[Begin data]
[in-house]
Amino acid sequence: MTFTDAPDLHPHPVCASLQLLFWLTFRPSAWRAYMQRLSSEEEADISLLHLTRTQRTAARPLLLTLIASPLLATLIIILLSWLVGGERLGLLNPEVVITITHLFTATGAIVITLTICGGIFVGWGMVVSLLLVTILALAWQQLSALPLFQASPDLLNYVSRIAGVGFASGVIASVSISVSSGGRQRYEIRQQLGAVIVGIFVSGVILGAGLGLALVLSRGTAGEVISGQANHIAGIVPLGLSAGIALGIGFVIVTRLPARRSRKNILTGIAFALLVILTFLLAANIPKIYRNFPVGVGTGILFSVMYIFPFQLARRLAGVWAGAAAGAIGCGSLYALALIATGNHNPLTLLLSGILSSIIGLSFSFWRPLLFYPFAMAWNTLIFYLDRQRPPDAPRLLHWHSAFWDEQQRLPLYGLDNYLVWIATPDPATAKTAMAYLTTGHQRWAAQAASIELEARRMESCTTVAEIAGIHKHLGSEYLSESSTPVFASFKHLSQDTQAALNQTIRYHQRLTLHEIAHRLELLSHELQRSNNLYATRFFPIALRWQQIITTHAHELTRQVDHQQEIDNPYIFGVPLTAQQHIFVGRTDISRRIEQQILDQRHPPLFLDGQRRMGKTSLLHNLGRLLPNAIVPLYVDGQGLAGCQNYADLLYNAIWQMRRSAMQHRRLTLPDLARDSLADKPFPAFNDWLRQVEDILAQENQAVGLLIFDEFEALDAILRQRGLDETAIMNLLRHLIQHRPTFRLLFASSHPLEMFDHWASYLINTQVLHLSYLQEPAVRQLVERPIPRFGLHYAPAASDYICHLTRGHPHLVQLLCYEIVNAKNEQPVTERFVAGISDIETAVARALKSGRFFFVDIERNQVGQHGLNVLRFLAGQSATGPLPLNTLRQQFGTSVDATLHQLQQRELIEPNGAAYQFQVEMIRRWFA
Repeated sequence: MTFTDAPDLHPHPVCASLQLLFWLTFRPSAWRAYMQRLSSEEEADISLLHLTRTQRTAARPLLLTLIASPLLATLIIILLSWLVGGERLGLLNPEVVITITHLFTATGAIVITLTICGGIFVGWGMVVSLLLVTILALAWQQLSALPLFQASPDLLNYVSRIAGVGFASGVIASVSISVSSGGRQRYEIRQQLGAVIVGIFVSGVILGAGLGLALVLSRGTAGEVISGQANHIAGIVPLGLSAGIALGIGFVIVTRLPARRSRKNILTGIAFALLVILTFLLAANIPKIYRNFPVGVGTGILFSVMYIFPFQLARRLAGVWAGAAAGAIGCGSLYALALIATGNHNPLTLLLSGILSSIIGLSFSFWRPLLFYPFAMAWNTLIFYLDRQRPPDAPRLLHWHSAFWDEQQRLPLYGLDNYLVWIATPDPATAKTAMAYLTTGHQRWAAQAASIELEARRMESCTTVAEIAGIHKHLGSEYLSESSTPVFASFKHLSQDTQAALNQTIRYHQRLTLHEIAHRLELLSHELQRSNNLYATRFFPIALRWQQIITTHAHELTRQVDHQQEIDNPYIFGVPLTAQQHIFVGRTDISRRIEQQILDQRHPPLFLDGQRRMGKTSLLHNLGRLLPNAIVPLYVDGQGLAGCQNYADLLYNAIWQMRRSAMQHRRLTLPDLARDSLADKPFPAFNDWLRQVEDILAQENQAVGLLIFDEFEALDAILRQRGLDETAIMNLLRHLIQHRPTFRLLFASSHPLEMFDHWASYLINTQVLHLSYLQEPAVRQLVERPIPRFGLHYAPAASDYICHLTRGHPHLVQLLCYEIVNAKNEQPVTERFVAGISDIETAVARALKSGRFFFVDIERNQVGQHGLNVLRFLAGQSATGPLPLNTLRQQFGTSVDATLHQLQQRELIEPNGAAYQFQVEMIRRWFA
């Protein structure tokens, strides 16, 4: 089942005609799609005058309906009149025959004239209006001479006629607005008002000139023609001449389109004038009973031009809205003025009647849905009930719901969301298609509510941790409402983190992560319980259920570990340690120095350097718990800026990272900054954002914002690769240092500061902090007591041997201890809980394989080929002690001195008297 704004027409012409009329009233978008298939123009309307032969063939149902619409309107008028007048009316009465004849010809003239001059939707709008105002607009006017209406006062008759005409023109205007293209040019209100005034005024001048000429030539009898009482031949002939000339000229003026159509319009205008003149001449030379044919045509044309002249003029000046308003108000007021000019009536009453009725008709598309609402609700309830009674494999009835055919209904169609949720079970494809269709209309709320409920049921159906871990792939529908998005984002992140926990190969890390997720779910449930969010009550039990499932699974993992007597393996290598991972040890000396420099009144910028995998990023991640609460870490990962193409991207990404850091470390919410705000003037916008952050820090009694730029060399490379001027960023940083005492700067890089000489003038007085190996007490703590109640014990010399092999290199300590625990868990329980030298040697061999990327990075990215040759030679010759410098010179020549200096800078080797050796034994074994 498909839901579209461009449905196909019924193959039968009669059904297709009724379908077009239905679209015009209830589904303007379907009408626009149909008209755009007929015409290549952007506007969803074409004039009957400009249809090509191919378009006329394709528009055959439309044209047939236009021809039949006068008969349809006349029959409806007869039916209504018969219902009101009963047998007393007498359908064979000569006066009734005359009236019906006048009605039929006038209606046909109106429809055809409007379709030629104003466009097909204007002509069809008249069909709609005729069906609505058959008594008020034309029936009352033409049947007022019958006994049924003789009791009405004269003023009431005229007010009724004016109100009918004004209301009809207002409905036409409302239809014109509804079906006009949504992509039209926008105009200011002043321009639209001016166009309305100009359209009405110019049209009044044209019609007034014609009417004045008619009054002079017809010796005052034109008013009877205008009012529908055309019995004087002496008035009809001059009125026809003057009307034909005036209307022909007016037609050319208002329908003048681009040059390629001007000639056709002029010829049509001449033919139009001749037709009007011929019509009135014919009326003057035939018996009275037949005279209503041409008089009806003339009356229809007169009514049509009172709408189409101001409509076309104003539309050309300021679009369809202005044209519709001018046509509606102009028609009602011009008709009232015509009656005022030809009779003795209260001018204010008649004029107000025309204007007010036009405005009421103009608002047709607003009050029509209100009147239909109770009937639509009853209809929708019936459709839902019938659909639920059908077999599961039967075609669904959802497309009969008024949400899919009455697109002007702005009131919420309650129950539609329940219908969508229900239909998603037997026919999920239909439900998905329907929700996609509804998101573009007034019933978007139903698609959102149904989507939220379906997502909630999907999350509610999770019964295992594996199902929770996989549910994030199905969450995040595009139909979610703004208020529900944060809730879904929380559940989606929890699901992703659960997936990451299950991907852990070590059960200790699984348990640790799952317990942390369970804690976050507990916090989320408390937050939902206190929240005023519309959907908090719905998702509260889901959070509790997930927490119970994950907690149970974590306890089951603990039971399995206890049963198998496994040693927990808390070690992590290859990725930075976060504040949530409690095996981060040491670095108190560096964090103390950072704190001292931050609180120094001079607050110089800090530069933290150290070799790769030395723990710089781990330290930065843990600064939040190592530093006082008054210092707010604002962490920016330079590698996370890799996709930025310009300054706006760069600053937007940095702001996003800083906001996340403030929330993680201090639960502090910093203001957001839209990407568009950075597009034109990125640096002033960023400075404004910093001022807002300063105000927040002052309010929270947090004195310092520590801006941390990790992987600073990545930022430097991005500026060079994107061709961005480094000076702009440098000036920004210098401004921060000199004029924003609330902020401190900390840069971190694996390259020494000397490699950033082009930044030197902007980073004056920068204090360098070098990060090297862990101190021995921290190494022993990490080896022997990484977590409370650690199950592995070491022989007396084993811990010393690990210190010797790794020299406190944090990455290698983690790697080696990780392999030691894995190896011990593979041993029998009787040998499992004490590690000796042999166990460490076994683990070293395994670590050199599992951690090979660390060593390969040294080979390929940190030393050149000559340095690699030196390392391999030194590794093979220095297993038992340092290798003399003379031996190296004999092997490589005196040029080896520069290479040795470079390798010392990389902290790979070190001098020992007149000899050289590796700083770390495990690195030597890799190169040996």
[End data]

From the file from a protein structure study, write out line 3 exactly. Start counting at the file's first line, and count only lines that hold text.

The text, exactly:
Repeated sequence: MTFTDAPDLHPHPVCASLQLLFWLTFRPSAWRAYMQRLSSEEEADISLLHLTRTQRTAARPLLLTLIASPLLATLIIILLSWLVGGERLGLLNPEVVITITHLFTATGAIVITLTICGGIFVGWGMVVSLLLVTILALAWQQLSALPLFQASPDLLNYVSRIAGVGFASGVIASVSISVSSGGRQRYEIRQQLGAVIVGIFVSGVILGAGLGLALVLSRGTAGEVISGQANHIAGIVPLGLSAGIALGIGFVIVTRLPARRSRKNILTGIAFALLVILTFLLAANIPKIYRNFPVGVGTGILFSVMYIFPFQLARRLAGVWAGAAAGAIGCGSLYALALIATGNHNPLTLLLSGILSSIIGLSFSFWRPLLFYPFAMAWNTLIFYLDRQRPPDAPRLLHWHSAFWDEQQRLPLYGLDNYLVWIATPDPATAKTAMAYLTTGHQRWAAQAASIELEARRMESCTTVAEIAGIHKHLGSEYLSESSTPVFASFKHLSQDTQAALNQTIRYHQRLTLHEIAHRLELLSHELQRSNNLYATRFFPIALRWQQIITTHAHELTRQVDHQQEIDNPYIFGVPLTAQQHIFVGRTDISRRIEQQILDQRHPPLFLDGQRRMGKTSLLHNLGRLLPNAIVPLYVDGQGLAGCQNYADLLYNAIWQMRRSAMQHRRLTLPDLARDSLADKPFPAFNDWLRQVEDILAQENQAVGLLIFDEFEALDAILRQRGLDETAIMNLLRHLIQHRPTFRLLFASSHPLEMFDHWASYLINTQVLHLSYLQEPAVRQLVERPIPRFGLHYAPAASDYICHLTRGHPHLVQLLCYEIVNAKNEQPVTERFVAGISDIETAVARALKSGRFFFVDIERNQVGQHGLNVLRFLAGQSATGPLPLNTLRQQFGTSVDATLHQLQQRELIEPNGAAYQFQVEMIRRWFA